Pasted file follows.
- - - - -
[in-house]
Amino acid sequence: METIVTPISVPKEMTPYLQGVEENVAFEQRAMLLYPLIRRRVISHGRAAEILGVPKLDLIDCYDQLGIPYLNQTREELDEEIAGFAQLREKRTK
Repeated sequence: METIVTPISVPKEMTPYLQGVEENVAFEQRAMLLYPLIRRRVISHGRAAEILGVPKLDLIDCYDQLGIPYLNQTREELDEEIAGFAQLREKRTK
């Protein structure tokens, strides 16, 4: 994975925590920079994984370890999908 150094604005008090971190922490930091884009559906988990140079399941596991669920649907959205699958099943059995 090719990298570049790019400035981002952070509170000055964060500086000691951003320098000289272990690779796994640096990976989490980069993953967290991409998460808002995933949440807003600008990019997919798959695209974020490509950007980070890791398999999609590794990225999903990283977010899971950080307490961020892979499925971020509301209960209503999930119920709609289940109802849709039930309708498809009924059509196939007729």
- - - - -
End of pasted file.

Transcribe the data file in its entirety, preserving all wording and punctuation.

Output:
[in-house]
Amino acid sequence: METIVTPISVPKEMTPYLQGVEENVAFEQRAMLLYPLIRRRVISHGRAAEILGVPKLDLIDCYDQLGIPYLNQTREELDEEIAGFAQLREKRTK
Repeated sequence: METIVTPISVPKEMTPYLQGVEENVAFEQRAMLLYPLIRRRVISHGRAAEILGVPKLDLIDCYDQLGIPYLNQTREELDEEIAGFAQLREKRTK
């Protein structure tokens, strides 16, 4: 994975925590920079994984370890999908 150094604005008090971190922490930091884009559906988990140079399941596991669920649907959205699958099943059995 090719990298570049790019400035981002952070509170000055964060500086000691951003320098000289272990690779796994640096990976989490980069993953967290991409998460808002995933949440807003600008990019997919798959695209974020490509950007980070890791398999999609590794990225999903990283977010899971950080307490961020892979499925971020509301209960209503999930119920709609289940109802849709039930309708498809009924059509196939007729």